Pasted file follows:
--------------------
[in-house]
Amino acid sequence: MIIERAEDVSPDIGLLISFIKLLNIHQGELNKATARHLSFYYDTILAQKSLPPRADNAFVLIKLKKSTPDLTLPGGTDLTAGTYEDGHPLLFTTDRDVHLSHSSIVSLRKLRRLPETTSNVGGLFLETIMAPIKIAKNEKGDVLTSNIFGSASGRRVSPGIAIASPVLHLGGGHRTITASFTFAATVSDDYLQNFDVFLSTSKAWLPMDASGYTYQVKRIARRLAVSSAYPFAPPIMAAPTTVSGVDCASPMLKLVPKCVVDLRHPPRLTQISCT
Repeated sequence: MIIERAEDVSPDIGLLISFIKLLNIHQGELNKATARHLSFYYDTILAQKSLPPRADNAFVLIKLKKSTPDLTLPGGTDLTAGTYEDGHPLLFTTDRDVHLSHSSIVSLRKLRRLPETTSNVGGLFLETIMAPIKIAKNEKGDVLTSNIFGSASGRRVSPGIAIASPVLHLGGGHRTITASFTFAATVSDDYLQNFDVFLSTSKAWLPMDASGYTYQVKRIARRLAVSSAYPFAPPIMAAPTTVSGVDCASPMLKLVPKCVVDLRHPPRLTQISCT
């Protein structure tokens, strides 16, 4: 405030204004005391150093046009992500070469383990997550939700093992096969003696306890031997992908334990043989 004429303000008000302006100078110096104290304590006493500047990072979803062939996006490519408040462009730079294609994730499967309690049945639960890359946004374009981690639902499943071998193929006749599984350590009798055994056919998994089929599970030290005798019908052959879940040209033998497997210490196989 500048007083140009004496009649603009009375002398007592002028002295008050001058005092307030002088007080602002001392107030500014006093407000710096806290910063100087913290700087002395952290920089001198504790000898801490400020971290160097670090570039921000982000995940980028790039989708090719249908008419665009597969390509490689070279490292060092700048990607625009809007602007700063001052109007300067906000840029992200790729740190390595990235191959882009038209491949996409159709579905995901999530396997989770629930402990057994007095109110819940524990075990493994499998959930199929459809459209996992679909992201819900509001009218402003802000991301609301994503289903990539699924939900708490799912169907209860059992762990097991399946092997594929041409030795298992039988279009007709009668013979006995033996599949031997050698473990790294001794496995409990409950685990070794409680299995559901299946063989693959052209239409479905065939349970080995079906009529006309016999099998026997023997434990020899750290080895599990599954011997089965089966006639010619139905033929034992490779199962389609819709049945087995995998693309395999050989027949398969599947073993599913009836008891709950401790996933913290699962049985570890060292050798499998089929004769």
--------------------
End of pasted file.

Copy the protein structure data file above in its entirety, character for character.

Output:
[in-house]
Amino acid sequence: MIIERAEDVSPDIGLLISFIKLLNIHQGELNKATARHLSFYYDTILAQKSLPPRADNAFVLIKLKKSTPDLTLPGGTDLTAGTYEDGHPLLFTTDRDVHLSHSSIVSLRKLRRLPETTSNVGGLFLETIMAPIKIAKNEKGDVLTSNIFGSASGRRVSPGIAIASPVLHLGGGHRTITASFTFAATVSDDYLQNFDVFLSTSKAWLPMDASGYTYQVKRIARRLAVSSAYPFAPPIMAAPTTVSGVDCASPMLKLVPKCVVDLRHPPRLTQISCT
Repeated sequence: MIIERAEDVSPDIGLLISFIKLLNIHQGELNKATARHLSFYYDTILAQKSLPPRADNAFVLIKLKKSTPDLTLPGGTDLTAGTYEDGHPLLFTTDRDVHLSHSSIVSLRKLRRLPETTSNVGGLFLETIMAPIKIAKNEKGDVLTSNIFGSASGRRVSPGIAIASPVLHLGGGHRTITASFTFAATVSDDYLQNFDVFLSTSKAWLPMDASGYTYQVKRIARRLAVSSAYPFAPPIMAAPTTVSGVDCASPMLKLVPKCVVDLRHPPRLTQISCT
């Protein structure tokens, strides 16, 4: 405030204004005391150093046009992500070469383990997550939700093992096969003696306890031997992908334990043989 004429303000008000302006100078110096104290304590006493500047990072979803062939996006490519408040462009730079294609994730499967309690049945639960890359946004374009981690639902499943071998193929006749599984350590009798055994056919998994089929599970030290005798019908052959879940040209033998497997210490196989 500048007083140009004496009649603009009375002398007592002028002295008050001058005092307030002088007080602002001392107030500014006093407000710096806290910063100087913290700087002395952290920089001198504790000898801490400020971290160097670090570039921000982000995940980028790039989708090719249908008419665009597969390509490689070279490292060092700048990607625009809007602007700063001052109007300067906000840029992200790729740190390595990235191959882009038209491949996409159709579905995901999530396997989770629930402990057994007095109110819940524990075990493994499998959930199929459809459209996992679909992201819900509001009218402003802000991301609301994503289903990539699924939900708490799912169907209860059992762990097991399946092997594929041409030795298992039988279009007709009668013979006995033996599949031997050698473990790294001794496995409990409950685990070794409680299995559901299946063989693959052209239409479905065939349970080995079906009529006309016999099998026997023997434990020899750290080895599990599954011997089965089966006639010619139905033929034992490779199962389609819709049945087995995998693309395999050989027949398969599947073993599913009836008891709950401790996933913290699962049985570890060292050798499998089929004769």